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Search Engines and a Change of Domain Name

What will happen to my rankings if I change my URL?

You may wish to move your website to a new URL (domain name) if say, your business name has changed. As you transition to your new website, your rankings are likely to be negatively impacted if this process is not managed correctly as the search engines will continue to attempt to visit your old website pages for a period of time before removing references from their index. Websites that create broken links that are found when search engines crawl domains may find that their rankings will drop due to a penalty for these errors.

Redirect your old URL addresses to your new URL addresses

When changing your domain name you will need to redirect search engines (and your visitors!) from where the old page was located to the new URL. Search engines, links from other websites and personal bookmarks may point to your old URL and will result in a bad user experience and a 404 error if this is not completed (not to mention a loss of your previous website rankings and value).

The best method for you to complete these redirects successfully is to use a 301 server redirect. This tells the browser or search engine your site has permanently moved to a new URL. Good search engines such as Google will respond by transferring what it knows about the old URL to the new one, so any SEO work done in the past is not lost. This process is an extremely important part of your Google optimization strategy and we recommend you take the time to do this correctly. If you require advice and consultation on either your current search engine optimisation strategy or migrating your business to a new URL, call our expert search marketing team at roi.com.au for more information or a free consultation.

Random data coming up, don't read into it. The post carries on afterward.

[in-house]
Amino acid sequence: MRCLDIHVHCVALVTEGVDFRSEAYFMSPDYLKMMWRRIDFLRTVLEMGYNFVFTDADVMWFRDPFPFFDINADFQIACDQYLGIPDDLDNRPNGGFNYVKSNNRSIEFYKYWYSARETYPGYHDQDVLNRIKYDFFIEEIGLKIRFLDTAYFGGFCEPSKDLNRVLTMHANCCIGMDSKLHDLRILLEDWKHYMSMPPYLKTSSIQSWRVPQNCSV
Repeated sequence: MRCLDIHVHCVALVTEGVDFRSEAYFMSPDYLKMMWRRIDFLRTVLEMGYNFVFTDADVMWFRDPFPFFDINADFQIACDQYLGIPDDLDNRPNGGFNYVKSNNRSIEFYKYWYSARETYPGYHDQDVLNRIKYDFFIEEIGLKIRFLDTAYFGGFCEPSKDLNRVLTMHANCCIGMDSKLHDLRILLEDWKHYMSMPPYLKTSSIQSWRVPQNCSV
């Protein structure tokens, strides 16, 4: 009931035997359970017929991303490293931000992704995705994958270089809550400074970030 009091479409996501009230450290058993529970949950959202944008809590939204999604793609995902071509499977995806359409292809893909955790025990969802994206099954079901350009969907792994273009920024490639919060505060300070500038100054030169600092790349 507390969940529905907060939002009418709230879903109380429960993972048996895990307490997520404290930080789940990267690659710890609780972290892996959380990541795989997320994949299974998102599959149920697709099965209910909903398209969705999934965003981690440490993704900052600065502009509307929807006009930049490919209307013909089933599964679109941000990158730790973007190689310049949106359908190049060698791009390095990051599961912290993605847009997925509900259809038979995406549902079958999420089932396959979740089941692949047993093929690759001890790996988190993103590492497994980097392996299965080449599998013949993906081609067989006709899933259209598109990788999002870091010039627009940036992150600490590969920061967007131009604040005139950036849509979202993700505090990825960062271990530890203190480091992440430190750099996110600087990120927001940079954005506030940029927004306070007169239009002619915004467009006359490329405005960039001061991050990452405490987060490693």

It's important that if your website structure and URL names have changed from the old site to the new site that a redirect is put in place for each of these page changes if possible. Find a page that is similar to the old one and redirect your visitors to its equivalent. If there is no equivalent the home page will be fine.

If you have any internal links or external links pointing to old domain names it's a good idea to change these so they aren't being redirected and point directly to the new version of the page – this way any value you already have isn't being filtered through a 301 redirect.

Search Engines will go through a transition process as they follow your 301 redirects and slowly remove your old URL's completely from their records and replace the new URL's. You may notice that your rankings move up and down during this period – but if you have provided similar rich content and keywords on the new site and have covered off your old URL's with redirects  you should come out roughly the same – if not higher in Google than you did before.

Remember this process can take up to 2 months for the search engines to complete the transition so be prepared for some unstable rankings for at least part of this time! To help speed up this process install a Google Webmaster Tools account on your old and new domain names and select in the interface that you are changing domain names. It's best to give Google as much information as possible for the transition to be completed in a short period of time.